Investigative journalist Seymour Hersh says that Joe Biden ordered the destruction of the Nord Stream 2 pipeline. If true, it would represent an explosive intervention in the Russia-Ukraine War, potentially upsetting the coalition that Washington has assembled to support Kyiv.
Does the claim stack up?
Seymour Hersh: The Man Making the Claim
Seymour Hersh is a Pulitzer Prize-winning journalist who has long sought to expose the abuses of the national security state of the U.S. executive branch.
But Seymour Hersh’s history as a reporter is hardly unchequered.
Hersh’s biography of John F. Kennedy has been harshly criticized for errors of fact and interpretation.
Hersh also narrowly avoided a scandal when papers in his possession relating to the extramarital affairs of John F. Kennedy were assessed to be forgeries shortly before they were to become the core of an ABC documentary on the late President.
In 2015, Hersh published an account of the death of Osama bin Laden that contradicted nearly every official and unofficial account of the raid, proposing that, in fact, the terrorist leader was simply turned over to the United States by the Pakistani government.
Like the latest exposè, Hersh’s account of the Bin Laden raid relied heavily on a very small number of sources, a particularly serious problem because the story directly contradicted mountains of eyewitness testimony regarding the planning for, execution of, and aftermath of the raid.
Hersh’s reporting on the Syrian Civil War has similarly run into a firestorm of criticism. On the one hand, Hersh published an account of infighting between the Pentagon and the Obama administration that was, again, reliant on a single source and that ran against substantial amounts of reporting from other journalists. Hersh has also been harshly criticized for his contrarian assertions regarding the Syrian government’s use of chemical weapons.
Hersh’s reporting on the Nord Stream 2 attack relies heavily on a single source within the U.S. government who provided details not only of the deliberations behind the decision but also of the attack itself.
The operation involved a complex train of events in which divers installed explosives on the underwater pipeline, which were then detonated at a much later date. It implicates not only the U.S. government but also the Norwegian government and associates the attack with long-running U.S. government criticism of the pipelines.
The story has a veneer of plausibility; the attack on the Nord Stream pipeline remains unsolved. It is not difficult to imagine the motive, means, and opportunity for the United States government to carry out the operation. It also includes many small details, although this barrage eventually starts to pose questions in the mind of the reader about how a single-source could be privy to all of the evidence in question.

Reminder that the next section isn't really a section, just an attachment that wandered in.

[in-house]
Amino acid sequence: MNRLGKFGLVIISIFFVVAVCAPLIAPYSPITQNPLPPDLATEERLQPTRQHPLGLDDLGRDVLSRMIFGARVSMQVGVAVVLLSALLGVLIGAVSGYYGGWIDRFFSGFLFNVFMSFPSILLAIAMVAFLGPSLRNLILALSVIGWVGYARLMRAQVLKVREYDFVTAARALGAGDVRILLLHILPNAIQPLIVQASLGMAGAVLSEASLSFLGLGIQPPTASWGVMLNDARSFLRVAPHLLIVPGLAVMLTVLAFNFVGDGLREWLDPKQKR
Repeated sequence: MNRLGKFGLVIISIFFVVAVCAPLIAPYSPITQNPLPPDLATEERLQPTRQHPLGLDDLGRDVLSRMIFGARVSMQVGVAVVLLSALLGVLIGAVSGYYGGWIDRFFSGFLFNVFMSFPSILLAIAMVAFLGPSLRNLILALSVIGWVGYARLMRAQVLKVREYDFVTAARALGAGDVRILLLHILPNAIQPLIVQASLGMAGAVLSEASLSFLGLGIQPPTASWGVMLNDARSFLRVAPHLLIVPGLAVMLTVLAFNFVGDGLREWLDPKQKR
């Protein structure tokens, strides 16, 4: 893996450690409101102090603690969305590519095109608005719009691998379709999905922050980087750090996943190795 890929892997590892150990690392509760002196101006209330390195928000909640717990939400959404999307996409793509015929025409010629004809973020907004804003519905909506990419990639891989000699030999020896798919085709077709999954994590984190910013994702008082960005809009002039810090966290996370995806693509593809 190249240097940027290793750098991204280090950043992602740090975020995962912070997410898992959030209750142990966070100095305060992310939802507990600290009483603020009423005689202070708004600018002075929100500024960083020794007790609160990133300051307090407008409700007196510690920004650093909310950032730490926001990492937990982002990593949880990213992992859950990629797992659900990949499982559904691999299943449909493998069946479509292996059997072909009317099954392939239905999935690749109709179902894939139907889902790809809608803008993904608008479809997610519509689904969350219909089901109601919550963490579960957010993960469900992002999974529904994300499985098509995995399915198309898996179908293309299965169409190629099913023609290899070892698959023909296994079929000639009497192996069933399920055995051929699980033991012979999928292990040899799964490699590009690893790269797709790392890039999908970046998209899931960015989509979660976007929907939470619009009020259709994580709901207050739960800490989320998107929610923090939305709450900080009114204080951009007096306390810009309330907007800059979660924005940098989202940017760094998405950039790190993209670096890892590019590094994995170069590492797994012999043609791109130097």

Unlike previous exposès, Hersh was unable to find a publisher for the piece, instead posting on his Substack. This is not necessarily cause for dismissing the story (editors can make poor decisions). Still, it is surely relevant that no major journalistic organization was capable of confirming the essence and details of the story, or willing to put its prestige behind the account.
The account also has some critical gaps. One surprising omission from Hersh’s reporting is a discussion of the legal reasoning behind the purported attack. It is not exactly true to say that the United States government never does anything illegal, but it is most certainly true that the executive branch invariably goes to great lengths to interpret the law in such a way that its actions appear legal from an internal perspective; lawyers are always present in major decisions about the use of force on the international stage, and can almost always offer an account of how any particular operation accords with domestic law.
In this case, Hersh offers only very thin gruel regarding how Biden’s public statements about the Nord Stream pipeline “ending” provided legal cover for the attack, a justification that executive branch lawyers are unlikely to find particularly compelling.
What Should We Think?
No one should trust an account of a massive conspiracy at the highest levels of government that relies on a single source. Moreover, Seymour Hersh’s reporting for the last decade has hardly earned him unequivocal trust from the reading public. That Hersh could not find a publisher for his explosive Nord Stream 2 story suggests that he has lost the confidence of the journalistic and editorial communities, communities that worshipped Hersh for decades.
There is much that we don’t know about the damage inflicted on the Nord Stream 2 pipeline. It would be unwise to rule out any eventuality at this point, given the strong incentives that every party has to deceive. All of the narratives as to who attacked the pipeline feel improbable, but at least one of them is true.
Given the importance of correct attribution, we need more than what Hersh can offer us.
A 19FortyFive Contributing Editor, Dr. Robert Farley has taught security and diplomacy courses at the Patterson School since 2005. He received his BS from the University of Oregon in 1997, and his Ph. D. from the University of Washington in 2004. Dr. Farley is the author of Grounded: The Case for Abolishing the United States Air Force (University Press of Kentucky, 2014), the Battleship Book (Wildside, 2016), and Patents for Power: Intellectual Property Law and the Diffusion of Military Technology (University of Chicago, 2020). He has contributed extensively to a number of journals and magazines, including the National Interest, the Diplomat: APAC, World Politics Review, and the American Prospect. Dr. Farley is also a founder and senior editor of Lawyers, Guns and Money.